Edexcel International A Level Biology

Revision Notes

6.14 Core Practical 14: The Effects of Different Antibiotics

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The Effects of Different Antibiotics

  • The effectiveness of different antibiotics in preventing the growth of specific types of bacteria can be studied using aseptic techniques
  • Aseptic techniques involve the use of sterile equipment and require a researcher to work in a sterile environment
    • Sterile refers to the absence of microorganisms
      • Equipment can be sterilised by washing at high temperatures or with antibacterial chemicals
      • Work benches can be wiped with antibacterial chemicals
      • An updraft can be created to ensure sterile air around a work space e.g. by placing a Bunsen burner next to the work bench


  • Bacterial culture
  • Disinfectant
  • Bunsen burner
  • Agar plates
  • Pipettes
  • Plastic spreader or metal inoculating loop
  • Antibiotics and paper discs, or antibiotic infused paper discs
  • Distilled water
  • Forceps


  1. Set up your sterile work area by wiping surfaces with disinfectant and setting up a Bunsen burner
    • The Bunsen burner will create an updraft and prevent microorganisms in the air from landing in the work area
  2. Transfer some of the bacterial culture on to an agar plate using a sterile pipette and spread it out using a sterile spreader or inoculating loop
    • Plastic equipment can be set aside for washing after each use
    • Metal equipment, e.g. inoculating loops, can be sterilised in a Bunsen flame after each use
  3. Soak similar sized paper discs in different types of antibiotics, e.g. Methicillin, Tetracycline and Streptomycin
    • An alternative to using different types of antibiotics could be to use different concentrations of the same antibiotic
    • Note that you can use paper discs that have been pre-treated with antibiotics as an alternative to soaking
  4. Add a negative control to the investigation by soaking a disc in distilled water
    • This provides a point of comparison, demonstrating that any results gained are due to the changes in antibiotic type and not any other factor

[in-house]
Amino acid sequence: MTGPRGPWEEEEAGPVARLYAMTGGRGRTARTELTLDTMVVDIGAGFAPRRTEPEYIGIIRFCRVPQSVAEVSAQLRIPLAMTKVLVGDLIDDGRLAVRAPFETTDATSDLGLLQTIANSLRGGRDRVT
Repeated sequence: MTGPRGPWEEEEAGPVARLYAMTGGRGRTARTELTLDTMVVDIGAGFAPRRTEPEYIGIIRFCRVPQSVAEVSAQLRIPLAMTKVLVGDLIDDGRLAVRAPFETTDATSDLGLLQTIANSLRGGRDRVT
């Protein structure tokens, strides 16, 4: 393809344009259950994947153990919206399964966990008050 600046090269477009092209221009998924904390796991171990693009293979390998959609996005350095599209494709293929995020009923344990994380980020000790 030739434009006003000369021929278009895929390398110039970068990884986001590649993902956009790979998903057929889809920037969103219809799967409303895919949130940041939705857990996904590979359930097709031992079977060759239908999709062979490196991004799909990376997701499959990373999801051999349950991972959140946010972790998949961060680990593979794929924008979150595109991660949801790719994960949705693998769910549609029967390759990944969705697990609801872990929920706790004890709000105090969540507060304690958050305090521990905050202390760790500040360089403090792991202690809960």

5. Space the discs apart on the agar plate using sterile forceps
    • Place the forceps in a container filled with disinfectant after use, or sterilise in a Bunsen flame
  6. Lightly tape a lid onto the petri dish, invert and incubate at 25 °C for 24 to 48 hours
    • Lightly taping rather than sealing ensures that oxygen is available to the bacteria
    • Inverting the dish, i.e. storing it upside down, prevents condensation from dripping onto the agar, potentially contaminating the dish
    • Incubating at around room temperature prevents the growth of harmful pathogens; research laboratories may use warmer temperatures to achieve faster results
  • Bacteria will grow to form a 'lawn' on top of the agar
  • Any clear patches in the lawn will indicate where bacteria could not grow
    • This is called the clear zone

Interpretation of results

  • The larger the clear zone, the more effective the antibiotic was at inhibiting bacterial growth
  • If no clear zone is present, it means that the bacteria is resistant to that type of antibiotic
  • The sizes of the clear zones can be compared between the different types of antibiotics, as well as the different concentrations of each

Microbial Growth Agar

The presence and size of clear zones around the paper discs indicates the effectiveness of an antibiotic against the type of bacteria used

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Author: Marlene

Marlene graduated from Stellenbosch University, South Africa, in 2002 with a degree in Biodiversity and Ecology. After completing a PGCE (Postgraduate certificate in education) in 2003 she taught high school Biology for over 10 years at various schools across South Africa before returning to Stellenbosch University in 2014 to obtain an Honours degree in Biological Sciences. With over 16 years of teaching experience, of which the past 3 years were spent teaching IGCSE and A level Biology, Marlene is passionate about Biology and making it more approachable to her students.